A page from a PDF document as seen by a human being and by a machineIn the next example, we will take a look at a PDF page taken from my book "iText in Action - Second Edition."

We, humans, see different structure elements on this page: a header, a title, some paragraphs, and an image. To a machine, this same page consists of many different items that can appear in a random order. Their place on the page is defined by coordinates, not by the logical reading order. In the example below, we've asked iText to highlight text images using a red rectangle and text snippets using a blue rectangle. This is how a PDF is composed from the point of view of a machine reading the PDF.

In order for iText do detect structure, it will need certain elements to look for, in order to interpret the different snippets. A good start will be defining each format with fonts and sizes. For example, a Header consists of content in the top margin that measures 48 points; Section Titles are 10-point FranklinGothic font; Captions of Images use an 8-point FranklinGothic font., etc.

A PDF page as seen by a machine with a little help from a human beingNow that iText knows which fonts to look for, it can highlight the different text snippets using different colors: red for the header, yellow for titles, green for captions and blue for regular text.

Taking Action: Improving Your Document

Improving PDF Navigation

We've already discovered that iText can examine the content of a PDF and highlight specific areas. This is extremely useful for readers who are confronted with a pile of documents, for instance thousands of test results from different patients where one specific word sequence is very important. One could for instance highlight every occurrence of "HIV-resistant" as that could be an important quality to look for in a pile of test results.

Changing the color of linksIn the same way, you can use Global Submit LINK to add a variety of Interactive features and content to be stored in separate places inside the PDF, in order to “improve” the quality of the PDF document.

The following screenshot shows the ability of LINK to change the colors of links present in the document, to allow a person reading it identify the clickable areas.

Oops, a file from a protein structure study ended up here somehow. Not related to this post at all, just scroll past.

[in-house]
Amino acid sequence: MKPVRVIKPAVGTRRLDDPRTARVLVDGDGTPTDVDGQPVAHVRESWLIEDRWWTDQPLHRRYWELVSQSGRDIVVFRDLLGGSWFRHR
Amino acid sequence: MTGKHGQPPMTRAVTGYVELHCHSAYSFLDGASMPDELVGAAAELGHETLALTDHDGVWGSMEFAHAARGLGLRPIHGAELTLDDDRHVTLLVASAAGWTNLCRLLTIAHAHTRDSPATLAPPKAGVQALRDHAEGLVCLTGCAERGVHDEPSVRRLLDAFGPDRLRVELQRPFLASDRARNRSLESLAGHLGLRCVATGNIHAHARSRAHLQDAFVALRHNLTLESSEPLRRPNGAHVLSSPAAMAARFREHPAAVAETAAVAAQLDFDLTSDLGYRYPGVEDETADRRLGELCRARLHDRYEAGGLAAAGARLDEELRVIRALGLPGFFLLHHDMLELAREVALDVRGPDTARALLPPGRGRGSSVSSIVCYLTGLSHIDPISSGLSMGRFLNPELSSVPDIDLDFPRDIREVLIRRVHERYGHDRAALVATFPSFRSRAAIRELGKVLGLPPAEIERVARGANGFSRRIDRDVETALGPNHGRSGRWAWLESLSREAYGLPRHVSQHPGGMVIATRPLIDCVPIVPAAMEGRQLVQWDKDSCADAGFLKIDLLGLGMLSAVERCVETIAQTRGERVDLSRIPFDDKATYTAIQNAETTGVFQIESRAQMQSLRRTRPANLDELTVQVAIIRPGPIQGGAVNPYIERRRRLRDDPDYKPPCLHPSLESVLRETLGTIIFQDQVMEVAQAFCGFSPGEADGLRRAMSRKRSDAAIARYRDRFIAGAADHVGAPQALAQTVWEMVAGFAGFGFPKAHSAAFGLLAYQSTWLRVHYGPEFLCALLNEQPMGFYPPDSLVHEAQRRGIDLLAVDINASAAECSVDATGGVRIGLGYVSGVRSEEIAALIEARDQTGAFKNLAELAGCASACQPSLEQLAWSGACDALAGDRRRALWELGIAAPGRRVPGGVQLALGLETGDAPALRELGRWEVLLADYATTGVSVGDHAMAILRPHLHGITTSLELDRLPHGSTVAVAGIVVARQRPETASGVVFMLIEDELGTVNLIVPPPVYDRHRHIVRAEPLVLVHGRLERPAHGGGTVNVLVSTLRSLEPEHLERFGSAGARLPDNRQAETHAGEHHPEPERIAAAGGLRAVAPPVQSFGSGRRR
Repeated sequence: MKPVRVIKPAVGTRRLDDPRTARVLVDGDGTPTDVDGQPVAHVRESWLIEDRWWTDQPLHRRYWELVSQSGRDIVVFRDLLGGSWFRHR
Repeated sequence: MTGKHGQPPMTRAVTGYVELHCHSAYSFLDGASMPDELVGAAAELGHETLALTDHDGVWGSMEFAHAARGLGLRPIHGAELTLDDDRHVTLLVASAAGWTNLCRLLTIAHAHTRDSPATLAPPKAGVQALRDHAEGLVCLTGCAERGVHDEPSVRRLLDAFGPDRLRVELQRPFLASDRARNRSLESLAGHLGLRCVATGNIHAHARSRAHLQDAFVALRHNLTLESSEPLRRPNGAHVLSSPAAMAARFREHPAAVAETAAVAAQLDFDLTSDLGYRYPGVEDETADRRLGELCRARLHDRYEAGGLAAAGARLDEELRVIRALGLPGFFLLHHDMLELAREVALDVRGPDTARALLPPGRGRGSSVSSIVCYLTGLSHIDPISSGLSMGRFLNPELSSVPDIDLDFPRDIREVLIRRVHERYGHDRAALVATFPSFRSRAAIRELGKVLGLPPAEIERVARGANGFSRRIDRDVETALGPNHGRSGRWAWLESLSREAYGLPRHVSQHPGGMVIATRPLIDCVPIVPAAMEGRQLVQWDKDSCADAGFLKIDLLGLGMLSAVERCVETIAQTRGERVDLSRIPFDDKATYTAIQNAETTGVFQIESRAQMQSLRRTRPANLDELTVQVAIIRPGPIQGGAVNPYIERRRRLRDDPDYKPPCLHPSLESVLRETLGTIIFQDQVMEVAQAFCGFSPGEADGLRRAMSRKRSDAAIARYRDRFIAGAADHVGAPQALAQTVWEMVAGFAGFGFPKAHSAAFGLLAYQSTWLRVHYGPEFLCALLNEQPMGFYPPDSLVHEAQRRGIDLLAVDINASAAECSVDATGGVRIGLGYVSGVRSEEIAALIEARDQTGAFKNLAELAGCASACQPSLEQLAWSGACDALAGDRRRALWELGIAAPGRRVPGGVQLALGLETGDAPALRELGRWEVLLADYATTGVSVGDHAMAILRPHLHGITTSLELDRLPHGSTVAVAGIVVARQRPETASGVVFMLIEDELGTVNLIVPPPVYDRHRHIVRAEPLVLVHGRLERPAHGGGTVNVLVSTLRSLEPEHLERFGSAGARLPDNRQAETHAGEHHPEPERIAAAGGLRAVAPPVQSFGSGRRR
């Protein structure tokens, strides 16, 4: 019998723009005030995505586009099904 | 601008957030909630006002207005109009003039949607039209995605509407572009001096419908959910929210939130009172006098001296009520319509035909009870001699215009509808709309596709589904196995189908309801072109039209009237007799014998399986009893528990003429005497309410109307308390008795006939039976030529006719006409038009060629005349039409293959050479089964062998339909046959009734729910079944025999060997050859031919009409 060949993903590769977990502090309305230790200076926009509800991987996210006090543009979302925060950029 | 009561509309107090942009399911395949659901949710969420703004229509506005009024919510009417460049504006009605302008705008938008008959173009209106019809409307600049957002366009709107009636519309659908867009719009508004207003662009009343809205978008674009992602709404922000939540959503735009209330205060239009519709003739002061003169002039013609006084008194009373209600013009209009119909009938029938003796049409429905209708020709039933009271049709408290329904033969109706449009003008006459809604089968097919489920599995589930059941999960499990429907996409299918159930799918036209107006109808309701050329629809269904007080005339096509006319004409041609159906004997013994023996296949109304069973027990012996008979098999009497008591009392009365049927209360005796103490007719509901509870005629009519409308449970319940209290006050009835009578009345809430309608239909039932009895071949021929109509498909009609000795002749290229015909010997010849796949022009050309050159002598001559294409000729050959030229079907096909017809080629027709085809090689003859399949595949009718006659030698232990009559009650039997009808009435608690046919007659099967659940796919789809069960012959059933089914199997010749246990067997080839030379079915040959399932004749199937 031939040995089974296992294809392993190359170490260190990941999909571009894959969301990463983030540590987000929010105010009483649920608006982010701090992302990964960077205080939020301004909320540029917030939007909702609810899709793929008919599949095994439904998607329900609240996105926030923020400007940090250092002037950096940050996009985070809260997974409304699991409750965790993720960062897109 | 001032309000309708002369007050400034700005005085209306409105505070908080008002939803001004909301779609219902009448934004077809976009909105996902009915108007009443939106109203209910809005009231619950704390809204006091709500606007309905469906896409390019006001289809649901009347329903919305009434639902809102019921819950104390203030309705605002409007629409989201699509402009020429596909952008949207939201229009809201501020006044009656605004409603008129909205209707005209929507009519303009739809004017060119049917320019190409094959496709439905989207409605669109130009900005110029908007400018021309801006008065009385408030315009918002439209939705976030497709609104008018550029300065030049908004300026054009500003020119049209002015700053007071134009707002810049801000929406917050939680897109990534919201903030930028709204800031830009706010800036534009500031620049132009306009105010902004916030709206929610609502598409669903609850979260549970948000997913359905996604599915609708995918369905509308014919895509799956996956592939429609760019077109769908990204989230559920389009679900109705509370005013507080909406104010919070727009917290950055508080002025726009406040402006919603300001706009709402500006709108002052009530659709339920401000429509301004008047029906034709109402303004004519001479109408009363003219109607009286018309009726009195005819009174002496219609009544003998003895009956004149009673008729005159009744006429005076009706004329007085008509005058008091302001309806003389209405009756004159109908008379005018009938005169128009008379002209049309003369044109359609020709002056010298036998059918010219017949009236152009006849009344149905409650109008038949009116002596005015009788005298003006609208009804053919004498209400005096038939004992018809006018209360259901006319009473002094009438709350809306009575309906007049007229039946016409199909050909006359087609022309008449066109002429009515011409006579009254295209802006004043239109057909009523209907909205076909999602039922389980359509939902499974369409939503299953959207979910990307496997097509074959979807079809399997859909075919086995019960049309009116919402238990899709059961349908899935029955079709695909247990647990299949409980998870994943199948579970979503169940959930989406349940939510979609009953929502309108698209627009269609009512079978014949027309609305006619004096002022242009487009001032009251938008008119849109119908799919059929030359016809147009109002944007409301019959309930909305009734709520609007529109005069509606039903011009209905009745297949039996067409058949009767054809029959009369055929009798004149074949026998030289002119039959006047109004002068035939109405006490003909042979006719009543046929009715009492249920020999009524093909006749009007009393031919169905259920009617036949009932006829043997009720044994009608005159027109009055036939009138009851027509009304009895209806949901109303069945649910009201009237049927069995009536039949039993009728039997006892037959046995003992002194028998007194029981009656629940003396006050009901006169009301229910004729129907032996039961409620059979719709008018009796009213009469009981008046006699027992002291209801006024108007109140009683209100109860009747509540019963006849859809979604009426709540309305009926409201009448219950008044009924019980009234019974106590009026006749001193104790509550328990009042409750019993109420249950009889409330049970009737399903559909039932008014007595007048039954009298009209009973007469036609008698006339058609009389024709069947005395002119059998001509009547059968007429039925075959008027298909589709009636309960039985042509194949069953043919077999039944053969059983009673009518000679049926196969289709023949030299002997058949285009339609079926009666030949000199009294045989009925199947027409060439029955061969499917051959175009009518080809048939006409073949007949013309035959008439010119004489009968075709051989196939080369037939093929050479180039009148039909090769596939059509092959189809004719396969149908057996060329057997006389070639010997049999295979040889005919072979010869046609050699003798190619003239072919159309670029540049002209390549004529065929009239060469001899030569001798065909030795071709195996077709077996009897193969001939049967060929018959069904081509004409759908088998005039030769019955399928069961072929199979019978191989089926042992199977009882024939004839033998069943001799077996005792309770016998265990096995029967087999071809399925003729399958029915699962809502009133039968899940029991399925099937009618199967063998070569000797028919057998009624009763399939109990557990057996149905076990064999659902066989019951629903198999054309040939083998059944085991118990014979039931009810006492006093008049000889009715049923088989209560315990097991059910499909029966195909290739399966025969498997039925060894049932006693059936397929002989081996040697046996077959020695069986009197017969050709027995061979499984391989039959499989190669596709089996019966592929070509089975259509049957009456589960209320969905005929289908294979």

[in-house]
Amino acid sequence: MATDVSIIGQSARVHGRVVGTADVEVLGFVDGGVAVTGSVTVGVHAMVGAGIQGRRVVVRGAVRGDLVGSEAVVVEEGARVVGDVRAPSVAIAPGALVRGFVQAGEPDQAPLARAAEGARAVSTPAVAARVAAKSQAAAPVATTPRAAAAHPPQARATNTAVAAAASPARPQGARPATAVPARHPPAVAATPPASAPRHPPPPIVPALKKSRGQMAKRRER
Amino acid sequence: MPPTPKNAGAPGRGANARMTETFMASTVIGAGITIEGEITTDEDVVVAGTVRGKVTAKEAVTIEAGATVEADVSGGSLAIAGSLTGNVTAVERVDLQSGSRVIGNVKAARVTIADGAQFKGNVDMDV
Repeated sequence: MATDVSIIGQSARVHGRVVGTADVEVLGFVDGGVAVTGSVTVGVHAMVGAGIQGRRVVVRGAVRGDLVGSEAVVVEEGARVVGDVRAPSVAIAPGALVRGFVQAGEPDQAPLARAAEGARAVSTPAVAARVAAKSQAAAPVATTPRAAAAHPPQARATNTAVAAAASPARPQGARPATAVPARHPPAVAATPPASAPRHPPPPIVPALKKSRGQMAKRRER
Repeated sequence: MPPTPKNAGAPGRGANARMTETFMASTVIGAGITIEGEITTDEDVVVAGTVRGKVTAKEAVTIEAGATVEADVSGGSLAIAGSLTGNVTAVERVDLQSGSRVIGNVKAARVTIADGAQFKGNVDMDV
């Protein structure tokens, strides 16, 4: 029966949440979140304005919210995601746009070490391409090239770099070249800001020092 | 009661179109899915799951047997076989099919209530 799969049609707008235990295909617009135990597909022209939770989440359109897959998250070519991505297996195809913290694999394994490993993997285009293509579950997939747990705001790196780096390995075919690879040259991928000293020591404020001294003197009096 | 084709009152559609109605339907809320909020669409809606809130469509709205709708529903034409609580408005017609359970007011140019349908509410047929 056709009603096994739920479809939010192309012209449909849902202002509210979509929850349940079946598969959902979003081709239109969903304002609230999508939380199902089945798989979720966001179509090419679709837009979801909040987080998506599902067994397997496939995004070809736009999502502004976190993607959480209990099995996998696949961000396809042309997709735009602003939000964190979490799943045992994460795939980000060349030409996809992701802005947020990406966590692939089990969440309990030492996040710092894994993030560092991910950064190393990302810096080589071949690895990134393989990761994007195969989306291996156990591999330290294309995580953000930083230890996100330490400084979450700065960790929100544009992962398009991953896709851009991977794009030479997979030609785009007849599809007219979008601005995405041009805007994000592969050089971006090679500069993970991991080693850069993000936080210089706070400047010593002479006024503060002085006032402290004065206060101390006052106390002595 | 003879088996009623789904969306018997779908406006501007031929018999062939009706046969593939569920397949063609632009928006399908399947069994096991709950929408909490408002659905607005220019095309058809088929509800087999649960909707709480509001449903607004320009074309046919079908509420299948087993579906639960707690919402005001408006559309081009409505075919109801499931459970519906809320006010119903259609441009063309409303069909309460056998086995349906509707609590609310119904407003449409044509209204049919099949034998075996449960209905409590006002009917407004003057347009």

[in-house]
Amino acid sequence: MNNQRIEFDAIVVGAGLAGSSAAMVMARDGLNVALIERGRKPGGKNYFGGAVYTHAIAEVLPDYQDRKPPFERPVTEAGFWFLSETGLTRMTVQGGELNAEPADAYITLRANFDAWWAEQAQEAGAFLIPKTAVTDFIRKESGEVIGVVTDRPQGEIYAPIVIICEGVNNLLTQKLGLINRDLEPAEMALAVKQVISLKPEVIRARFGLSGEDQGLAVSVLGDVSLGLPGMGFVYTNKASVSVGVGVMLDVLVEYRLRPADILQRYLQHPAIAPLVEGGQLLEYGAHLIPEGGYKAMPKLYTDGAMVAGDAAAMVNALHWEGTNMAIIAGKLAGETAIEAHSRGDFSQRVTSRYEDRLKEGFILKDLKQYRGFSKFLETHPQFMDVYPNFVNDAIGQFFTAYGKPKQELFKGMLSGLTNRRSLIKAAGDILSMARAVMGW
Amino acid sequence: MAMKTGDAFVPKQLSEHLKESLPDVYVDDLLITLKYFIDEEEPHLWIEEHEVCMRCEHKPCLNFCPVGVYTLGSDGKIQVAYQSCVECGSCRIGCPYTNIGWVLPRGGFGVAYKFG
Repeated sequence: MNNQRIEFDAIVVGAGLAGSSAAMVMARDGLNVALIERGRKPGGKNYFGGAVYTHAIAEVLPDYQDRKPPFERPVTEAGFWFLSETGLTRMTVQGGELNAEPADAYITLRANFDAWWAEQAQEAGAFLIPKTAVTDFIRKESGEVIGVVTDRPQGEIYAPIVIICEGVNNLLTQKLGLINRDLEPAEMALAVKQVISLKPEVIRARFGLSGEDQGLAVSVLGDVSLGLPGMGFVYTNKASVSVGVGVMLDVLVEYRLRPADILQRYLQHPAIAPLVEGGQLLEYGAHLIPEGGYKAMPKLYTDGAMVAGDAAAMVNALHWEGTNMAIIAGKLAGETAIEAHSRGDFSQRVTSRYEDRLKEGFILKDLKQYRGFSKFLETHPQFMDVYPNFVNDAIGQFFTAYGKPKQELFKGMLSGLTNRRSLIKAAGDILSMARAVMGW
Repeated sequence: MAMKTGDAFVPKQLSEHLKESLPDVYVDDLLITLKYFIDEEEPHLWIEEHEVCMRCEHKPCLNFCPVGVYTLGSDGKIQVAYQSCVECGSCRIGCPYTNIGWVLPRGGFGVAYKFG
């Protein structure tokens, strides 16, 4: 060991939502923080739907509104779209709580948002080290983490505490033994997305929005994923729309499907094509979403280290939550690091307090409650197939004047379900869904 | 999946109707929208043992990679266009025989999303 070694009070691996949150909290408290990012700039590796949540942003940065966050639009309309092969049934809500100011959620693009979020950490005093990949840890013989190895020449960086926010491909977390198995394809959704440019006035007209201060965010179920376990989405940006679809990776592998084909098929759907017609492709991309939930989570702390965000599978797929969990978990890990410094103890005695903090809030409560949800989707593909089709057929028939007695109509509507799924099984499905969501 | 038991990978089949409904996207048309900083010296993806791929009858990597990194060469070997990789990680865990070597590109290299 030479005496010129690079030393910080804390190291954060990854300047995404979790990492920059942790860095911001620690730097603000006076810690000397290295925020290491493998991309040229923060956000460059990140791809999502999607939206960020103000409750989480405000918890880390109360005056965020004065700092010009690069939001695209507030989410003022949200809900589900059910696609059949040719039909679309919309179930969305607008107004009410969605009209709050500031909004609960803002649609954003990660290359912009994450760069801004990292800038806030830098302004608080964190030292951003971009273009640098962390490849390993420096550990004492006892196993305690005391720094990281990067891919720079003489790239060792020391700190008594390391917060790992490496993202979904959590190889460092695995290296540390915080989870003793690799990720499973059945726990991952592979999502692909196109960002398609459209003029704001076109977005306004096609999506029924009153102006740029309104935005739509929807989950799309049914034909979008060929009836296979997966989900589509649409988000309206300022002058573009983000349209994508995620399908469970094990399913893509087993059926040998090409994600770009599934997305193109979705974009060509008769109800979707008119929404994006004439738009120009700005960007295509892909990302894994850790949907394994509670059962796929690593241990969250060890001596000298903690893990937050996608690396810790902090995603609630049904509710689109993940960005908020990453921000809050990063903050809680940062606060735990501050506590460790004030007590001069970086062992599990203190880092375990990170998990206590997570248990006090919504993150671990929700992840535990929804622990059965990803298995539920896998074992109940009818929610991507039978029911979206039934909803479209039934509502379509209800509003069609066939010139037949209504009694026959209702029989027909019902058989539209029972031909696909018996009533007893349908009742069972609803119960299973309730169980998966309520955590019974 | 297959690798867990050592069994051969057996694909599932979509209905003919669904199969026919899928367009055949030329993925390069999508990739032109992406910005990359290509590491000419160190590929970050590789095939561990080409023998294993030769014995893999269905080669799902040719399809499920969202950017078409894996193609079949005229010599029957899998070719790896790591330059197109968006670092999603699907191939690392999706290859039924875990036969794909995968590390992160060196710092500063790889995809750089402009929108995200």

Numerous other interactive elements can be added using LINK, such as chapter and section titles based on Styles, or chapter and section titles based on a Table of Contents.

Archiving PDF to pass the test of time

Introducing structure and defining all elements in the document, hDetecting chapter and section titles based on styles elps you preserve the exact look and feel of it today, or 30 years from today. Preserving the content, context and structure of records, also allows enhancing the authenticity and integrity of the documents with regards to internal and external regulations or requirements.

In summary, the PDF format, and the GlobalSubmit LINK solution based on the iText technology, is ideally suited to bringing efficiency to the healthcare industry, by automated generation of bookmarks and hyperlinks, ensuring interoperability among systems, and allowing compliance by future-proof archiving.


Detecting chapter and section titles based on TOCAlthough the world is constantly buzzing with words such as "Content Management" and "Big Data", the truth is that plenty of knowledge and data are still locked inside huge piles of documents. The advent of new standards such as PDF/UA, PDF/A, and support for these standards by libraries such as iText, will significantly improve the quality of PDF documents. PDF will no longer be merely the digital equivalent of the paper document. We'll see more and more intelligent documents that present the data for consumption by humans as well as machines.

iText can help you unlock the information secreted away in unstructured documents. In the context of the Healthcare industry, GlobalSubmit's LINK product allows companies to enhance documents related to new drugs or patient records with the goal of accelerating business processes.

Author Bio

Bruno Lowagie is the original developer of iText, an open source PDF library first released in 2000. He's also the author of the “iText in Action” books, published by Manning Publications. Together with his wife, he founded iText Group (2008), a company with subsidiaries in the US (2009), Belgium (2011), and Singapore (2015). The couple grew the business from start-up to exit. He wrote a book about his journey as an open source developer and entrepreneur: “Entreprenerd: Building a Multi-Million-Dollar Business with Open Source Software.” Today, Bruno and his wife invest in Belgian technology start-up companies. [More...]